most of his life. Johnson was forced into exile in 1913 on the trumped-up 
charge of transporting a white woman across state lines for prostitution.

The "Johnson backlash" meant that it would be 20 years before the rise of 
another black heavyweight champ -- "the Brown Bomber," Joe Louis. Louis was 
quiet where Johnson had been outspoken. An all-white management team 
handled Louis very carefully, and had a set of rules he had to follow, 
including, "never be photographed with a white woman, never go to a club by 
yourself, and never speak unless spoken to." But the Brown Bomber's timid 
public face became fierce in the ring. Louis scored 69 victories in 72 
professional fights -- 55 of them knockouts.

Despite the docile image demanded by his handlers, Joe Louis -- and his 
dominance in the ring -- represented dignity and resistance to Blacks and 
to the radicalizing working class of the 1930s. This played out most 
famously during Louis's two fights against German boxer Max Schmeling in 
1936 and 1938. German Nazi leader Adolf Hitler promoted Schmeling as the 
epitome of "Aryan greatness," and in their first bout, Schmeling knocked 
out Louis. Hitler and Nazi propagandist Joseph Goebbels had a field day,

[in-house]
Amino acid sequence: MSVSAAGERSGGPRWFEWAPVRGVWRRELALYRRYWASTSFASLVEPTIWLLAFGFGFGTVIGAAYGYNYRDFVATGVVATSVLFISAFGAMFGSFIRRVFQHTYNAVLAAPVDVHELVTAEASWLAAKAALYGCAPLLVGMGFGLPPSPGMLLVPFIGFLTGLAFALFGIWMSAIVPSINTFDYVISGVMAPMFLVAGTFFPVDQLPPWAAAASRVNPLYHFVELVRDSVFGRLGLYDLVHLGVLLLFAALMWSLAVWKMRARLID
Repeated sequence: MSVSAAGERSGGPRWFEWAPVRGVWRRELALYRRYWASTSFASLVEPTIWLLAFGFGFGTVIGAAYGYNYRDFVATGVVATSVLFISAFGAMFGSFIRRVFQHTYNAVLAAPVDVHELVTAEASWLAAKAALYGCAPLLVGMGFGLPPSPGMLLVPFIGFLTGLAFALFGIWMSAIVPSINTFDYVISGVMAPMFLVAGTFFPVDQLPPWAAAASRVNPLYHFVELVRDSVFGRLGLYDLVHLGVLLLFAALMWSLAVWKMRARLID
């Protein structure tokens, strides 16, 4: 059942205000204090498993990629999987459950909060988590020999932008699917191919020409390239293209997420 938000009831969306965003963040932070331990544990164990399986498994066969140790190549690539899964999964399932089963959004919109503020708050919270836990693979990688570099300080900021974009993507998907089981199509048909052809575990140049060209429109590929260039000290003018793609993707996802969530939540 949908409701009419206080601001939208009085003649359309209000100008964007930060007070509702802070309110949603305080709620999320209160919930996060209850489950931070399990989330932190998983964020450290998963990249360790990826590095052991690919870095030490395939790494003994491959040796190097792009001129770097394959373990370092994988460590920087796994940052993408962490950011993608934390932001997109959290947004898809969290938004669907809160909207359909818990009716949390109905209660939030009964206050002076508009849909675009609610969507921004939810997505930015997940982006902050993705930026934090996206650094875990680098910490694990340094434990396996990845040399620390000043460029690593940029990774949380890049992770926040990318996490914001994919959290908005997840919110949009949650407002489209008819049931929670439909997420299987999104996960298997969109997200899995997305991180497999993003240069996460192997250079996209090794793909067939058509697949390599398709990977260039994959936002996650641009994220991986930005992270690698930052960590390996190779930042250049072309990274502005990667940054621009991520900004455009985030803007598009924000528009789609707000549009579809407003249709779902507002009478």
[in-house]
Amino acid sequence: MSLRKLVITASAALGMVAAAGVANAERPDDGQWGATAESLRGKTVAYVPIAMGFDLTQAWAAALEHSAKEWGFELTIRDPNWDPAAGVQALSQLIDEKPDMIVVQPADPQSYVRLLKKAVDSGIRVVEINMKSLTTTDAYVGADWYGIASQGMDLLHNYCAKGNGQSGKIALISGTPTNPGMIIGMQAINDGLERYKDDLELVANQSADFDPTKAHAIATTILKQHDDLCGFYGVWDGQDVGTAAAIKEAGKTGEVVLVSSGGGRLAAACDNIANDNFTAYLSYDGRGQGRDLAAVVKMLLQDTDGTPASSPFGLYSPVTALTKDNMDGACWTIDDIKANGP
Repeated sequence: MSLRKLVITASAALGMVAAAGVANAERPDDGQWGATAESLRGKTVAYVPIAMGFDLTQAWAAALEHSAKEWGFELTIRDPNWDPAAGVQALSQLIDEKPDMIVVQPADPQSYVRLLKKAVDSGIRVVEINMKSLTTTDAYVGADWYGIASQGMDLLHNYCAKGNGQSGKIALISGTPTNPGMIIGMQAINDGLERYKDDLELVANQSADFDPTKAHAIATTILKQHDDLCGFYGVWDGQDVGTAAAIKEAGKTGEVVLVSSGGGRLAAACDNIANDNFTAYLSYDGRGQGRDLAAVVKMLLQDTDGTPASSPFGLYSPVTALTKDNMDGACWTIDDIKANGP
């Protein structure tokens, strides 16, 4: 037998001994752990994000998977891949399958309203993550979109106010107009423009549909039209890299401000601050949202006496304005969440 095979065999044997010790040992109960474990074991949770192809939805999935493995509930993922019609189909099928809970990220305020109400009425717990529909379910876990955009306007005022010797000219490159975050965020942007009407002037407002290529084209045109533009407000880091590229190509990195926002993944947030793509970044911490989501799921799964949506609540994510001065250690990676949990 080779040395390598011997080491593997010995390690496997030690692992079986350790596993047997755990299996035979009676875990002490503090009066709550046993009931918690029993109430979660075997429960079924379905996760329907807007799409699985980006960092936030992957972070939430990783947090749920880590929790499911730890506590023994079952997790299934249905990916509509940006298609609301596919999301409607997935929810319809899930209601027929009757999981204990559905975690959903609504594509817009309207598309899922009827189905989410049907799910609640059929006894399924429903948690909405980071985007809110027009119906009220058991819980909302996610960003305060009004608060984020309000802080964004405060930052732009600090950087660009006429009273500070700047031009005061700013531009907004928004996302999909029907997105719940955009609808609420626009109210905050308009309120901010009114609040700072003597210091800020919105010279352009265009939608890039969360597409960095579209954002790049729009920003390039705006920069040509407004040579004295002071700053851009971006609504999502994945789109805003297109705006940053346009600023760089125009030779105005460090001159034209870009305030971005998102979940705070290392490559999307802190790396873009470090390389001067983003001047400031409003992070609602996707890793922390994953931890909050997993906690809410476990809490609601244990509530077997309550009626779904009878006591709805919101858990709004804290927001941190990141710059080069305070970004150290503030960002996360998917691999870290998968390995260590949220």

and the southern press in the United States laughed it up. One columnist 
for the New Orleans Picayune wrote, "I guess this proves who really is the 
master race."

The Louis-Schmeling rematch in 1938 was even more politically loaded -- a 
physical referendum on Hitler, the Jim Crow South, and antiracism. The U.S. 
Communist Party organized radio listenings of the fight from Harlem to 
Birmingham that became mass meetings -- complete with armed guards at the 
door. Hitler closed down movie houses so all of Germany would be compelled 
to listen to the fight. The cinema doors probably should have been kept 
open; Louis devastated Schmeling in one round, with lightning combinations 
that stunned the big German. In a notorious move, Hitler cut all of 
Germany's radio power when it was clear that the knockout was coming.

The Brown Bomber held the heavyweight title for 12 years, the longest reign 
in history. He beat all comers, the overwhelming majority of them white, 
successfully defending his title a record 25 times. He was, according to 
poet Maya Angelou, "The one invincible Negro, the one who stood up to the 
white man and beat him down with his fists. He in a sense carried so many 
of our hopes, and maybe even our dreams of vengeance." Thirty years after 
the fight against Schmeling, Martin Luther King Jr. reinforced its 
significance by reminding readers of Why We Can't Wait that

     More than 25 years ago, one of the Southern states adopted a new 
method of capital punishment. Poison gas supplanted the gallows. In its 
earliest stages, a microphone was placed inside the sealed death chamber so 
that scientific observers might hear the words of the dying prisoner to 
judge how the victim reacted in this novel situation. The first victim was 
a young Negro. As the pellet dropped into the container, and the gas curled 
upward, through the microphone came the words, "Save me, Joe Louis. Save 
me, Joe Louis. Save me, Joe Louis."

Read more of Dave Zirin's writing at Edgeofsports.com.